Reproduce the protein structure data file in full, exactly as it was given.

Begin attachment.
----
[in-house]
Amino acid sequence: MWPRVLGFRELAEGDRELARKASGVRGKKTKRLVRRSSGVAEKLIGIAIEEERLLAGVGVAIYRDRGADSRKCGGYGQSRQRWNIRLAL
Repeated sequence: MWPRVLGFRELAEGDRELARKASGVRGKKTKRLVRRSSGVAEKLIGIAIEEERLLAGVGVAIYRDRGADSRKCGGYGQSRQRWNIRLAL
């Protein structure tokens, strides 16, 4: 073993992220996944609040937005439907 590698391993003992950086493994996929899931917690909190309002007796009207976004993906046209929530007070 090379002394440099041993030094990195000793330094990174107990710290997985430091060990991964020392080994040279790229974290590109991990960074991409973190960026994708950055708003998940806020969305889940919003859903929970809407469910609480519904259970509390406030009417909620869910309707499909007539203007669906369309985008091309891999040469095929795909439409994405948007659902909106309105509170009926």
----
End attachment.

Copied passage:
[in-house]
Amino acid sequence: MWPRVLGFRELAEGDRELARKASGVRGKKTKRLVRRSSGVAEKLIGIAIEEERLLAGVGVAIYRDRGADSRKCGGYGQSRQRWNIRLAL
Repeated sequence: MWPRVLGFRELAEGDRELARKASGVRGKKTKRLVRRSSGVAEKLIGIAIEEERLLAGVGVAIYRDRGADSRKCGGYGQSRQRWNIRLAL
């Protein structure tokens, strides 16, 4: 073993992220996944609040937005439907 590698391993003992950086493994996929899931917690909190309002007796009207976004993906046209929530007070 090379002394440099041993030094990195000793330094990174107990710290997985430091060990991964020392080994040279790229974290590109991990960074991409973190960026994708950055708003998940806020969305889940919003859903929970809407469910609480519904259970509390406030009417909620869910309707499909007539203007669906369309985008091309891999040469095929795909439409994405948007659902909106309105509170009926």